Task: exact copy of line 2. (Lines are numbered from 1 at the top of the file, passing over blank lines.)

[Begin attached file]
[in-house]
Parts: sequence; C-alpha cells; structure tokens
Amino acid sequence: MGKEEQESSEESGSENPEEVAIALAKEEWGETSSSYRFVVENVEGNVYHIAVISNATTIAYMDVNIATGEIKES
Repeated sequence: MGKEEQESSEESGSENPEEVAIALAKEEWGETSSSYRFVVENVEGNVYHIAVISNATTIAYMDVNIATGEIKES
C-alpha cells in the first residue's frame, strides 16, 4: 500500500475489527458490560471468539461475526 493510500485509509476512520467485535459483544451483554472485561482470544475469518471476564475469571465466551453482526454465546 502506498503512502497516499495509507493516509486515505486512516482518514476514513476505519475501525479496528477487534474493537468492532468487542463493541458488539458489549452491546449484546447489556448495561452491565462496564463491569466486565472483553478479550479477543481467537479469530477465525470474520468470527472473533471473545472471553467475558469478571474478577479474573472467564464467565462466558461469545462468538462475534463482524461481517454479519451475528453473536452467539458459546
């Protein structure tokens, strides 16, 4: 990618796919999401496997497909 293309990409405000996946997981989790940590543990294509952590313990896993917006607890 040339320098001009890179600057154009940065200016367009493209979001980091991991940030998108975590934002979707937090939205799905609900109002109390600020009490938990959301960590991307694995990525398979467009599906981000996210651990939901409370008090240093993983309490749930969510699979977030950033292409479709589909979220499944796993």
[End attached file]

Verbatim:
Parts: sequence; C-alpha cells; structure tokens